How parents can help kids process scary news, according to experts

Experts say there are ways that parents can discuss sensitive news events with their kids without causing anxiety. (Photo: Getty Images)
Experts say there are ways that parents can discuss sensitive news events with their kids without causing anxiety. (Photo: Getty Images)

Whether it’s the most recent school shooting, the pandemic, a natural disaster, an ongoing war or climate change, there's a lot of heavy news on a daily basis on TV and social media, which can be scary and overwhelming for kids and adolescents.

But experts say that parents can take steps to help kids process and discuss sensitive news topics in an age-appropriate way, without causing anxiety or affecting their sense of safety. Here's how.

Start from a calm place

"First, make sure you are in an emotionally sound place," Jessica Yellin, former chief White House correspondent for CNN and founder of News Not Noise, tells Yahoo Life. "If you are panicked or overly anxious, your kids will pick that up and it's not productive. It's OK to be emotional — let them know you're sad but they're safe, and remind them what you all do to ensure your child is safe."

Jacqueline Toner, psychologist and author of What To Do When the News Scares You, agrees, pointing out that there's an important difference between parents sharing that they feel sad versus scared. "If your child is older, it can be OK to share that you have worries, too, but be sure to discuss things that mitigate those worries," says Toner. "For young children, however, hearing that Mom or Dad is scared is scary."

Find out what kids already know

A first rule of thumb: Assess what your child has heard or seen "before launching into explanations or expressions of comfort," suggests Toner. "You may find that a child's worries differ from what you'd expect. Are they worried about their own safety? The safety of loved ones? A pet? Understanding what a news story means to the child is important in addressing their concerns."

Yellin agrees, saying there are two benefits to first finding out what kids already know: "You don't overshare traumatic information to which they may not already be exposed, and you can focus the conversation on addressing their fears and concerns."

You also don't need to pretend that there are easy answers to heavy, complex topics. "Kids sniff out dishonesty and that makes them more afraid," says Yellin. "But explain with honesty what the challenges are, why this is an issue and what people are doing to try to repair it."

Keep in mind that some children may "misunderstand" news events

Toner explains that children are "more prone" to misinterpreting details of news events than adults and likely need some context from parents. "This can result in specific fears or a general sense of anxiety," Toner says. "Children may view news events as directly threatening to them, even when that is not the case. They may misunderstand how close an event is to where they live or how unlikely they are to have a similar experience."

Current events portrayed on television or the internet often show "the same scenes over and over again, sometimes from different angles," says Toner, which can make it seem that "a past event is still happening." She says: "When a scene fills an entire screen, it can appear far more widespread than it is."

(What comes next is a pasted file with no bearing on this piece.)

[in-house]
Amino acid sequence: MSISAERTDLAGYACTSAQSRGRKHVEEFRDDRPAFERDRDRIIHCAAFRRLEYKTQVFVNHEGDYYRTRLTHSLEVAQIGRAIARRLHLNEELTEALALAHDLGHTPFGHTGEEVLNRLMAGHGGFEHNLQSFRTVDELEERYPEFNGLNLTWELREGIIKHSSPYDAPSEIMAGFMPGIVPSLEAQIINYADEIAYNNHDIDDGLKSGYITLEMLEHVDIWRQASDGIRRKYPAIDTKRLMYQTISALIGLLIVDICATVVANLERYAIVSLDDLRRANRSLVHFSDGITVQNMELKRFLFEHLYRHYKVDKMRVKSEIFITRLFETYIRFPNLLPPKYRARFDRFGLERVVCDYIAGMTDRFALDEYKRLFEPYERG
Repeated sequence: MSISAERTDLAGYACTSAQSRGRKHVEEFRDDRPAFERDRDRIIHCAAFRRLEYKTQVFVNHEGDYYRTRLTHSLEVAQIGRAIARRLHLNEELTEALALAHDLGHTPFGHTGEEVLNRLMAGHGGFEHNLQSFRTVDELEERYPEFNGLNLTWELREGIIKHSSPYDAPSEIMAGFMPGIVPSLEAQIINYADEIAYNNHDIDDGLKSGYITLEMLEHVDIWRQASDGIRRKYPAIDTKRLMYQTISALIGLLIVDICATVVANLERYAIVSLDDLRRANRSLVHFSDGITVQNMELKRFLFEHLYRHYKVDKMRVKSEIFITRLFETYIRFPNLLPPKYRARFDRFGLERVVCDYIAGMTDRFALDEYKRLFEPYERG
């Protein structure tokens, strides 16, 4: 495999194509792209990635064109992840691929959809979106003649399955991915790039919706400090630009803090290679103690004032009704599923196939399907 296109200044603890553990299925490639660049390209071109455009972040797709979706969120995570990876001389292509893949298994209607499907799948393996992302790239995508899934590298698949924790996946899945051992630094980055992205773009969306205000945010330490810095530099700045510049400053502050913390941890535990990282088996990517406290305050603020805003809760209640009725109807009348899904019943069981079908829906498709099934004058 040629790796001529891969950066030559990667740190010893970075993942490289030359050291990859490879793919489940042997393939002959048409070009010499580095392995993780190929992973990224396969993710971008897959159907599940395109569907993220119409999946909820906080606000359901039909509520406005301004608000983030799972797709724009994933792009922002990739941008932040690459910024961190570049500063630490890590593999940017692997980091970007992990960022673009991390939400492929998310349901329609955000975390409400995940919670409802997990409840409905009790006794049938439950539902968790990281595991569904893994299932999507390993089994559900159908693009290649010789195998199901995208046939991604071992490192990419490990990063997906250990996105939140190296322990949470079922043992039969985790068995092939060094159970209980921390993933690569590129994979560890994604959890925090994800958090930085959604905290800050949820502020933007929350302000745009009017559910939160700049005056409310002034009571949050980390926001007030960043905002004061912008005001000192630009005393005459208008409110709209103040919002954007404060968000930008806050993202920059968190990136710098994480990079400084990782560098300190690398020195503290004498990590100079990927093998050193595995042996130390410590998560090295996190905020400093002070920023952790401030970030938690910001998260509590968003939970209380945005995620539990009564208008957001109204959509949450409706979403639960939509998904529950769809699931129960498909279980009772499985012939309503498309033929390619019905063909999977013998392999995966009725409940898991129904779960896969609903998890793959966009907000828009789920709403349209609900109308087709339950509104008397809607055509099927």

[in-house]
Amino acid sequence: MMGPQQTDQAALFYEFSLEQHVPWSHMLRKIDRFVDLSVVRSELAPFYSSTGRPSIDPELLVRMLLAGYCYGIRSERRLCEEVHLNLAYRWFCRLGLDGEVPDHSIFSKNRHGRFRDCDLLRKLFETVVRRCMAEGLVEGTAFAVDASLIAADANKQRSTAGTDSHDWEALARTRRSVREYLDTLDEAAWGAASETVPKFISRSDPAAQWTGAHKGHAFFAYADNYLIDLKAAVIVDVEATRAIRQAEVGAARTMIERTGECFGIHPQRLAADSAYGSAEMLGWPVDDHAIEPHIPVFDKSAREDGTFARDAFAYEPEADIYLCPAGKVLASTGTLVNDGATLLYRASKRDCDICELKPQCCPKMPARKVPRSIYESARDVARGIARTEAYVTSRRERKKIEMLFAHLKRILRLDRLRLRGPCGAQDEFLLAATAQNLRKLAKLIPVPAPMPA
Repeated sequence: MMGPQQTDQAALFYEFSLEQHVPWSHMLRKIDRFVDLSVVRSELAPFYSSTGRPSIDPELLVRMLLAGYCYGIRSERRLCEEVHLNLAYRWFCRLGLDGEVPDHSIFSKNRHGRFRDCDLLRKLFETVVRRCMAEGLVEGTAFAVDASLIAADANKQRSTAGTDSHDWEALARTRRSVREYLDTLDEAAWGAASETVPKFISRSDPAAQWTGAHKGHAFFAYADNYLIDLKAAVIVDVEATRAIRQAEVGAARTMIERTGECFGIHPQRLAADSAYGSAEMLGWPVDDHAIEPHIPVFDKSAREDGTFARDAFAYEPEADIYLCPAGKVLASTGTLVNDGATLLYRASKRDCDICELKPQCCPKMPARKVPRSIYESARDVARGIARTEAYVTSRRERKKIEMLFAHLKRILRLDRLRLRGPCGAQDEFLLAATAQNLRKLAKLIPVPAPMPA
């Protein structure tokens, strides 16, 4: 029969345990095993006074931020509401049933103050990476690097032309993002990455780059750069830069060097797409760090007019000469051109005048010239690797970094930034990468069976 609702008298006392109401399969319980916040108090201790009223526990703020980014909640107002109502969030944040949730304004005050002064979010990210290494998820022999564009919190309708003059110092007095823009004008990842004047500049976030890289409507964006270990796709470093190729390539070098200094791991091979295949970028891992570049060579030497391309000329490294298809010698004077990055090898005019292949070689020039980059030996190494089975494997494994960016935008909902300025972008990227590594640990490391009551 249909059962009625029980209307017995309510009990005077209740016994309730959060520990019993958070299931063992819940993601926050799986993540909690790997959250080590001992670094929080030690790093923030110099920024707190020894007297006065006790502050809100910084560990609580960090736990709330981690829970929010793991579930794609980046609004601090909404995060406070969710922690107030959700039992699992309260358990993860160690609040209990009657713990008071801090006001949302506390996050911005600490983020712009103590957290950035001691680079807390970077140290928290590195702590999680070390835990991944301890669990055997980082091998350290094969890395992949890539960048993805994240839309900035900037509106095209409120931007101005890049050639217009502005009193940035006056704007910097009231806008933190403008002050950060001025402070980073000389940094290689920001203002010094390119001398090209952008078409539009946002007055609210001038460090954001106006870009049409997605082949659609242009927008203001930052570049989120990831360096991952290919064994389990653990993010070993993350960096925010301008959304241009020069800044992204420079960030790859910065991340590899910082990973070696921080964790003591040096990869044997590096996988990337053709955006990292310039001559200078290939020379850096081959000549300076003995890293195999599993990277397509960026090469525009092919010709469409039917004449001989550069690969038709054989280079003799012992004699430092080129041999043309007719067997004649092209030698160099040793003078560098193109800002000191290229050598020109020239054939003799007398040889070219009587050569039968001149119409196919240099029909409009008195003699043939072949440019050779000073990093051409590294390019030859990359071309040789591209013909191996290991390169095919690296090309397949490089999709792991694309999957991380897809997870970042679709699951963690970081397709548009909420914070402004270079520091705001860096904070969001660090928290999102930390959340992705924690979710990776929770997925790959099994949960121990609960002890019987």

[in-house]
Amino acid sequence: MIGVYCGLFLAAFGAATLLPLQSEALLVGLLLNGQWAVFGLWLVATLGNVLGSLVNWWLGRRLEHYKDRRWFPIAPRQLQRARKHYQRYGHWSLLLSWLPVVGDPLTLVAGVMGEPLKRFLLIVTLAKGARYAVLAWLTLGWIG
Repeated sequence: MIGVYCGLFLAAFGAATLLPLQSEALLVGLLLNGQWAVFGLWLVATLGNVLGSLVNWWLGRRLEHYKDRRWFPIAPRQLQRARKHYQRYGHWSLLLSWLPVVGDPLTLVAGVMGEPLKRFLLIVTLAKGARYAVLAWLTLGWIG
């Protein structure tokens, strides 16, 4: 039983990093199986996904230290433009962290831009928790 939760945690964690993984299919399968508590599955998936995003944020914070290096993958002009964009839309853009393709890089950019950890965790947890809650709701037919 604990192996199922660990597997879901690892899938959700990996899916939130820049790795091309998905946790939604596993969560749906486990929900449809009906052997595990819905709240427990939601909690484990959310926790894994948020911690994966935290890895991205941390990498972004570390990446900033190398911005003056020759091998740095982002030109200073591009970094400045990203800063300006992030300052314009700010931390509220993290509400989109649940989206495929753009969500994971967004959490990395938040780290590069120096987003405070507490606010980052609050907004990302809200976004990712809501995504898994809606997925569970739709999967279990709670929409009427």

Limit exposure to scary news

This applies to children as well as adults, notes Yellin. "Exposure to too much traumatic material can immobilize you," she says. Instead, focus on the basics rather than going down a rabbit hole. "To ensure you feel engaged and present, learn just enough about the tragedy to be informed, then turn to material about solutions, actions and people making a difference," Yellin says. "In other words, you don't need to learn about the shooter's every step, the graphic stories of the attack."

This is what Yellin does in her own News Not Noise letter, providing only "the most basic information about what happened" and focusing on "useful facts and people pursuing policy solutions — because that's where you can more productively direct your energy," she says. Yellin recommends that parents find resources that do the same — Common Sense Media, for example, has a list of kid-friendly news sources — and "stop reading or watching when you feel overwhelmed."

Reassure kids to help reduce anxiety

Of course, it's impossible to protect children entirely from hearing about news that the entire country or world is focused on, says Toner. To help create a sense of normalcy and safety, she recommends sticking with your usual daily family routines — there is comfort in predictability for kids — and giving children more hugs and attention if they need it.

It also helps to remind them of "all the people who will keep them safe," says Toner. "Don't, however, mention any actions which might add to the sense of danger. In other words, it's great to say that the police are helpers but don't discuss their guns, shooting or bad actors," for example.

Yellin adds that parents should remind their kids that "this event is the news. Their life is what's happening in this space right now, having this conversation, and they are safe."

While reassuring your child, you can also use this as an opportunity to channel any sadness or worry into action. "Helping them to think about ways to express the concern they feel toward those who have been hurt — through letters, help with a clothing drive, etc. — can even serve as a lesson in empathy," Toner says.

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